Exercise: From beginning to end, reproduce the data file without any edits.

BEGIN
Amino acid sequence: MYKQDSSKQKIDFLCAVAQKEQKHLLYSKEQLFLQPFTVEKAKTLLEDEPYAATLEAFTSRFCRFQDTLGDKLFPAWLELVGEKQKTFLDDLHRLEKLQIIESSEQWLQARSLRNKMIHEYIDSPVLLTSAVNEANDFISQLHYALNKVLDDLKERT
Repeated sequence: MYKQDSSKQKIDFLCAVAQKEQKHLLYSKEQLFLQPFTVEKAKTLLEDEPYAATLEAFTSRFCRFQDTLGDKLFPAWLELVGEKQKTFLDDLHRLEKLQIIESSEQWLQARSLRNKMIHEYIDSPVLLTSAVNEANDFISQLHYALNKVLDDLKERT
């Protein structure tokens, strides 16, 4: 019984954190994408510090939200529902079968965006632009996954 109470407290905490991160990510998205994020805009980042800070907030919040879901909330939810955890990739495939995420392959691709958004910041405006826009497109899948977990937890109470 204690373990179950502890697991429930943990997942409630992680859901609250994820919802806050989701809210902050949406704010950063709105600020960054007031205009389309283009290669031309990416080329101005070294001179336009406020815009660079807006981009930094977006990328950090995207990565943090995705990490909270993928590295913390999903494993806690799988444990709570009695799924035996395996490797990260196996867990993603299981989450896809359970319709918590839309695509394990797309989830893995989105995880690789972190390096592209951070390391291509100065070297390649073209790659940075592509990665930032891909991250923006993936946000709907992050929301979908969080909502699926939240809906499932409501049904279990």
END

Amino acid sequence: MYKQDSSKQKIDFLCAVAQKEQKHLLYSKEQLFLQPFTVEKAKTLLEDEPYAATLEAFTSRFCRFQDTLGDKLFPAWLELVGEKQKTFLDDLHRLEKLQIIESSEQWLQARSLRNKMIHEYIDSPVLLTSAVNEANDFISQLHYALNKVLDDLKERT
Repeated sequence: MYKQDSSKQKIDFLCAVAQKEQKHLLYSKEQLFLQPFTVEKAKTLLEDEPYAATLEAFTSRFCRFQDTLGDKLFPAWLELVGEKQKTFLDDLHRLEKLQIIESSEQWLQARSLRNKMIHEYIDSPVLLTSAVNEANDFISQLHYALNKVLDDLKERT
């Protein structure tokens, strides 16, 4: 019984954190994408510090939200529902079968965006632009996954 109470407290905490991160990510998205994020805009980042800070907030919040879901909330939810955890990739495939995420392959691709958004910041405006826009497109899948977990937890109470 204690373990179950502890697991429930943990997942409630992680859901609250994820919802806050989701809210902050949406704010950063709105600020960054007031205009389309283009290669031309990416080329101005070294001179336009406020815009660079807006981009930094977006990328950090995207990565943090995705990490909270993928590295913390999903494993806690799988444990709570009695799924035996395996490797990260196996867990993603299981989450896809359970319709918590839309695509394990797309989830893995989105995880690789972190390096592209951070390391291509100065070297390649073209790659940075592509990665930032891909991250923006993936946000709907992050929301979908969080909502699926939240809906499932409501049904279990």